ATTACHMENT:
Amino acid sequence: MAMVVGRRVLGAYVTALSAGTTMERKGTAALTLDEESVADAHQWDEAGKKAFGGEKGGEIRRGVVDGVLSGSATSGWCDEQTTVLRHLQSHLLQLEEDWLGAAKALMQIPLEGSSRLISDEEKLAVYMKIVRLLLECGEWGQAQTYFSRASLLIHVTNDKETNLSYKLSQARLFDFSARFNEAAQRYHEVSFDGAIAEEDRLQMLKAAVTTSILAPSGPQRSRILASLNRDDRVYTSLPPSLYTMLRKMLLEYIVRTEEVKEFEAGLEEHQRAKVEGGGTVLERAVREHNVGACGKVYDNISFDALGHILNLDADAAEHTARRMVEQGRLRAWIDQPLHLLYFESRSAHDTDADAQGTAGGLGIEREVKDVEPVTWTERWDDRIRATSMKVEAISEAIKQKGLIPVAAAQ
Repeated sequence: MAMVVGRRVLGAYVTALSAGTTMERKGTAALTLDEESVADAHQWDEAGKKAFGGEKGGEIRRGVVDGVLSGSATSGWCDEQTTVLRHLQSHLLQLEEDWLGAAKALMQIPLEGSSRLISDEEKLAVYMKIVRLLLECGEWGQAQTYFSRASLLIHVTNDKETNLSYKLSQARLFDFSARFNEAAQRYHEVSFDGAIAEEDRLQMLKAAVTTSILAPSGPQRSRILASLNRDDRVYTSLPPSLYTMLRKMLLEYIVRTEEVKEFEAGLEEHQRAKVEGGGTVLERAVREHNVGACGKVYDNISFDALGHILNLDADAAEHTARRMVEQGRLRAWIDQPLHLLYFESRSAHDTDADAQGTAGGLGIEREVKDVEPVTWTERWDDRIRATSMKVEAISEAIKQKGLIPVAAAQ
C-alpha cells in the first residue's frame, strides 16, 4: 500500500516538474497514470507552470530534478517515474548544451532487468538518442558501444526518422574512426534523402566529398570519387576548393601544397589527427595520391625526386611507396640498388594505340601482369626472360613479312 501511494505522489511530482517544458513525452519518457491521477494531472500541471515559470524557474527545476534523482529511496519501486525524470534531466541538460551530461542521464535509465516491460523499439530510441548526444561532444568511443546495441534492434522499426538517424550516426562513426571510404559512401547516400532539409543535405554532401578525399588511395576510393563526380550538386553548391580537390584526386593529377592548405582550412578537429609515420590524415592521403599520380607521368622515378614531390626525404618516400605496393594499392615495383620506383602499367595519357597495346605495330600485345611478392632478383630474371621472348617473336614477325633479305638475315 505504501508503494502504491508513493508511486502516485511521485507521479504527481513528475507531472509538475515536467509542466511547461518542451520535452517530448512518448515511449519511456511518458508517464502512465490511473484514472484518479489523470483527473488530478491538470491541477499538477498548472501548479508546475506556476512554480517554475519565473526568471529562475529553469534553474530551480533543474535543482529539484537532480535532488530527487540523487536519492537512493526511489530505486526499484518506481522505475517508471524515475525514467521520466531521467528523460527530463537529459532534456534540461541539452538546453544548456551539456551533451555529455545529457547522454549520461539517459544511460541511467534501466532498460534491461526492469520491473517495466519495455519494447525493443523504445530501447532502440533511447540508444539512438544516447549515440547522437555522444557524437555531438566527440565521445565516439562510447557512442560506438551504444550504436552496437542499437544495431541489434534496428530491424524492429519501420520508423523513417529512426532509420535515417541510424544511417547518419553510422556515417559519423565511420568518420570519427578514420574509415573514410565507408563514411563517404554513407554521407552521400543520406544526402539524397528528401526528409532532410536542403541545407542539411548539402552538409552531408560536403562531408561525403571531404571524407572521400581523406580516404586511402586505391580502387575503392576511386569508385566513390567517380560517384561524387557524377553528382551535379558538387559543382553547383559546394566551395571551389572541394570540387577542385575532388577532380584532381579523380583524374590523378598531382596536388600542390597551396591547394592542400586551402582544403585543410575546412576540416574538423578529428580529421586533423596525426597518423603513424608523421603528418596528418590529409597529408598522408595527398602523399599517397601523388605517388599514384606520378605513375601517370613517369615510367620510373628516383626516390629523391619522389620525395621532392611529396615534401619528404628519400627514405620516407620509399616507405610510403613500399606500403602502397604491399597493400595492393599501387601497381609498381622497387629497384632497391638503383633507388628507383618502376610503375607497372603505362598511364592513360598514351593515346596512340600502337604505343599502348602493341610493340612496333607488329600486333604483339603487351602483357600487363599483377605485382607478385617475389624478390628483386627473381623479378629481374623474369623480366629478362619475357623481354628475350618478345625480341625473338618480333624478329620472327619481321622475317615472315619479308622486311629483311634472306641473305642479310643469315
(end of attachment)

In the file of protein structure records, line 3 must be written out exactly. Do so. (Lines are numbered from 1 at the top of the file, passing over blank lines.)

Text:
C-alpha cells in the first residue's frame, strides 16, 4: 500500500516538474497514470507552470530534478517515474548544451532487468538518442558501444526518422574512426534523402566529398570519387576548393601544397589527427595520391625526386611507396640498388594505340601482369626472360613479312 501511494505522489511530482517544458513525452519518457491521477494531472500541471515559470524557474527545476534523482529511496519501486525524470534531466541538460551530461542521464535509465516491460523499439530510441548526444561532444568511443546495441534492434522499426538517424550516426562513426571510404559512401547516400532539409543535405554532401578525399588511395576510393563526380550538386553548391580537390584526386593529377592548405582550412578537429609515420590524415592521403599520380607521368622515378614531390626525404618516400605496393594499392615495383620506383602499367595519357597495346605495330600485345611478392632478383630474371621472348617473336614477325633479305638475315 505504501508503494502504491508513493508511486502516485511521485507521479504527481513528475507531472509538475515536467509542466511547461518542451520535452517530448512518448515511449519511456511518458508517464502512465490511473484514472484518479489523470483527473488530478491538470491541477499538477498548472501548479508546475506556476512554480517554475519565473526568471529562475529553469534553474530551480533543474535543482529539484537532480535532488530527487540523487536519492537512493526511489530505486526499484518506481522505475517508471524515475525514467521520466531521467528523460527530463537529459532534456534540461541539452538546453544548456551539456551533451555529455545529457547522454549520461539517459544511460541511467534501466532498460534491461526492469520491473517495466519495455519494447525493443523504445530501447532502440533511447540508444539512438544516447549515440547522437555522444557524437555531438566527440565521445565516439562510447557512442560506438551504444550504436552496437542499437544495431541489434534496428530491424524492429519501420520508423523513417529512426532509420535515417541510424544511417547518419553510422556515417559519423565511420568518420570519427578514420574509415573514410565507408563514411563517404554513407554521407552521400543520406544526402539524397528528401526528409532532410536542403541545407542539411548539402552538409552531408560536403562531408561525403571531404571524407572521400581523406580516404586511402586505391580502387575503392576511386569508385566513390567517380560517384561524387557524377553528382551535379558538387559543382553547383559546394566551395571551389572541394570540387577542385575532388577532380584532381579523380583524374590523378598531382596536388600542390597551396591547394592542400586551402582544403585543410575546412576540416574538423578529428580529421586533423596525426597518423603513424608523421603528418596528418590529409597529408598522408595527398602523399599517397601523388605517388599514384606520378605513375601517370613517369615510367620510373628516383626516390629523391619522389620525395621532392611529396615534401619528404628519400627514405620516407620509399616507405610510403613500399606500403602502397604491399597493400595492393599501387601497381609498381622497387629497384632497391638503383633507388628507383618502376610503375607497372603505362598511364592513360598514351593515346596512340600502337604505343599502348602493341610493340612496333607488329600486333604483339603487351602483357600487363599483377605485382607478385617475389624478390628483386627473381623479378629481374623474369623480366629478362619475357623481354628475350618478345625480341625473338618480333624478329620472327619481321622475317615472315619479308622486311629483311634472306641473305642479310643469315